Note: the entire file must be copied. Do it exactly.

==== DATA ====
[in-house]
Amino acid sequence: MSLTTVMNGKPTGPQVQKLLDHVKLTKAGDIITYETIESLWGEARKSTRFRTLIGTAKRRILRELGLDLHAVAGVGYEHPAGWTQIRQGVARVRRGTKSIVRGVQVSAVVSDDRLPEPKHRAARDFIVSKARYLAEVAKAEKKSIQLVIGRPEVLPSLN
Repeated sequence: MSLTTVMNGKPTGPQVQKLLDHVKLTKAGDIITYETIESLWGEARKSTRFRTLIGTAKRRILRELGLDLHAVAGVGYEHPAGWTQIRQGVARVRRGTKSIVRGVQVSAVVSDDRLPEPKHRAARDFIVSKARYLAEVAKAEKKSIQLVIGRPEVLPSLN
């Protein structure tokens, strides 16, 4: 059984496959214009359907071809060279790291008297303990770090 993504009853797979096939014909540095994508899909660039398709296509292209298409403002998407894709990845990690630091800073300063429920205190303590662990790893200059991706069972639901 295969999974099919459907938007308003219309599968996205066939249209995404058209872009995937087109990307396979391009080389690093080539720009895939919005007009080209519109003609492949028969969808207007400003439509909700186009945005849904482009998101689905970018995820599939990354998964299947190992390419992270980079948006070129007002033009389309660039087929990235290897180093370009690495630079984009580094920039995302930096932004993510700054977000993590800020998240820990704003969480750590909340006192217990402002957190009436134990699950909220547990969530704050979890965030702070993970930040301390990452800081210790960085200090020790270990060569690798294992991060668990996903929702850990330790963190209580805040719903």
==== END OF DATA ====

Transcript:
[in-house]
Amino acid sequence: MSLTTVMNGKPTGPQVQKLLDHVKLTKAGDIITYETIESLWGEARKSTRFRTLIGTAKRRILRELGLDLHAVAGVGYEHPAGWTQIRQGVARVRRGTKSIVRGVQVSAVVSDDRLPEPKHRAARDFIVSKARYLAEVAKAEKKSIQLVIGRPEVLPSLN
Repeated sequence: MSLTTVMNGKPTGPQVQKLLDHVKLTKAGDIITYETIESLWGEARKSTRFRTLIGTAKRRILRELGLDLHAVAGVGYEHPAGWTQIRQGVARVRRGTKSIVRGVQVSAVVSDDRLPEPKHRAARDFIVSKARYLAEVAKAEKKSIQLVIGRPEVLPSLN
């Protein structure tokens, strides 16, 4: 059984496959214009359907071809060279790291008297303990770090 993504009853797979096939014909540095994508899909660039398709296509292209298409403002998407894709990845990690630091800073300063429920205190303590662990790893200059991706069972639901 295969999974099919459907938007308003219309599968996205066939249209995404058209872009995937087109990307396979391009080389690093080539720009895939919005007009080209519109003609492949028969969808207007400003439509909700186009945005849904482009998101689905970018995820599939990354998964299947190992390419992270980079948006070129007002033009389309660039087929990235290897180093370009690495630079984009580094920039995302930096932004993510700054977000993590800020998240820990704003969480750590909340006192217990402002957190009436134990699950909220547990969530704050979890965030702070993970930040301390990452800081210790960085200090020790270990060569690798294992991060668990996903929702850990330790963190209580805040719903």